BERLIN - Eleven years ago Scott Skates, a member of the Kensington-Berlin Rotary Club and father of two young children, suggested that his Rotary Club, start the Gifts of Words Dictionary Project.
The Gift of Words was a Rotary Initiative that many of the clubs in the area were starting.
“We were encouraged to start this project for third graders in our communities as a way to increase literacy in children,” stated Skates. Research had shown that third grade was a perfect age for kids to receive a dictionary, according to Skates.
Members of the Kensington-Berlin Rotary Club shared his enthusiasm for the project and jumped on the opportunity. Sponsors were obtained from local businesses to cover the cost of the dictionaries.
Then in December 2007, the Rotarians visited all the Berlin third-grade classrooms and the first hard-bound Scholastic dictionaries were given out. Skates’ daughter, Danielle was in the first class that received a dictionary.
Over the years, Rotarians have since visited the classrooms and given out more than 3,000 hardbound Scholastic Dictionaries to all the third graders at public schools Griswold, Hubbard, Willard and private school St. Paul School.
When the Rotarians visit the schools, they talk about the importance of service and giving back to the community. They also mention joining Interact, which is Rotary for high school students. Then they present the dictionaries to the students. Each child is called up to the table where they write their name and date in the dictionary.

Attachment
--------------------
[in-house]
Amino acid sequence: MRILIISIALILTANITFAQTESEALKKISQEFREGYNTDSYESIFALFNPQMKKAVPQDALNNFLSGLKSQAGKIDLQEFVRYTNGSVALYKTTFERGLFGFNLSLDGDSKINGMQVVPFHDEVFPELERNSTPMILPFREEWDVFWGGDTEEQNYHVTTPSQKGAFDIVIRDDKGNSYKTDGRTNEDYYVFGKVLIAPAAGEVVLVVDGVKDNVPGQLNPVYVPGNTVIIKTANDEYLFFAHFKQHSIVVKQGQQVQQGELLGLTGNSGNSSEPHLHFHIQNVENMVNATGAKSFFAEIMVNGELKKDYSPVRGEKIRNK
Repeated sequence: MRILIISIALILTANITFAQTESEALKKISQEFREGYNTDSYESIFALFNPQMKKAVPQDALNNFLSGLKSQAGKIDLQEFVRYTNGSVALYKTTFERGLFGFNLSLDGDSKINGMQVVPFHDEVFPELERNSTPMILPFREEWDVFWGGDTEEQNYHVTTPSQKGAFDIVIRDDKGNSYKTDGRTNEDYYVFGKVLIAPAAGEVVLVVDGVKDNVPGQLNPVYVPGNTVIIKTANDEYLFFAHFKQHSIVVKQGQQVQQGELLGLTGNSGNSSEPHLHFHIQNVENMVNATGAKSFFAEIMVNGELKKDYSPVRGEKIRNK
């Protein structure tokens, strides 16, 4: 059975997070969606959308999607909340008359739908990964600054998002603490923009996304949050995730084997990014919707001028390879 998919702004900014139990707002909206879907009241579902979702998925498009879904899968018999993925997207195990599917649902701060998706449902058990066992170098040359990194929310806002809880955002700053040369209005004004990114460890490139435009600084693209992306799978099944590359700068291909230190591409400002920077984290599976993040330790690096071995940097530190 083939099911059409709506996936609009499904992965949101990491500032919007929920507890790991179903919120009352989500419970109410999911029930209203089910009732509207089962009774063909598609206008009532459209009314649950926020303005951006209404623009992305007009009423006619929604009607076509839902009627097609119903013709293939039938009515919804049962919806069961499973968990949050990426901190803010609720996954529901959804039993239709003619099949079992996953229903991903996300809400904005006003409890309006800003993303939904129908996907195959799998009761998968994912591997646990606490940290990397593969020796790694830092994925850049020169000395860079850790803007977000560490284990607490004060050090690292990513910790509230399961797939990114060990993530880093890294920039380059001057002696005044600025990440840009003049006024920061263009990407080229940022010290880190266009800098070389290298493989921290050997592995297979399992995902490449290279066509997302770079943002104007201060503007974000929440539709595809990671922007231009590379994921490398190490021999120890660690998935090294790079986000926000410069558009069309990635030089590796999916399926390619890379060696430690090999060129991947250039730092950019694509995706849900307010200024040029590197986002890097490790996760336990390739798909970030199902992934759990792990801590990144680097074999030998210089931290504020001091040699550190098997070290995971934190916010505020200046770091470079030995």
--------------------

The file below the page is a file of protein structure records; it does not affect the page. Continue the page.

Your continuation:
Jen Newman, a parent at St. Paul School, has three children who have received their dictionaries from Rotary. She recently thanked Rotary by posting the stack of dictionaries on Facebook.
“As a parent I like the dictionaries because the definitions are understandable and age appropriate in contrast to what kids might find using on the internet,” shared Newman.
“It’s just as exciting for the Rotarians as it is for the students when we come into the classrooms to present the dictionaries,” said Elaine Pavasaris, president of the Kensington-Berlin Rotary Club. “Even though we live in an age of technology, it is important for children to have a book that they can hold onto and treasure, we hope forever.”
Danielle Skates agreed.
Now a graduating senior at Berlin High School who plans to attend Western New England University in the fall, Danielle Skates, is also reflective.
“Not only did the dictionary increase my vocabulary but it influenced my drive to give back,” said Danielle Skates. “I knew I wanted to be a part of all that Rotary offered. Recently I received a scholarship from Western New England University for all the community service I have done.”
“We love doing this project for the kids,” stated Scott Skates. “I’m so proud of my daughter who has learned the importance of helping others and giving back.”
- Kensington-Berlin Rotary Club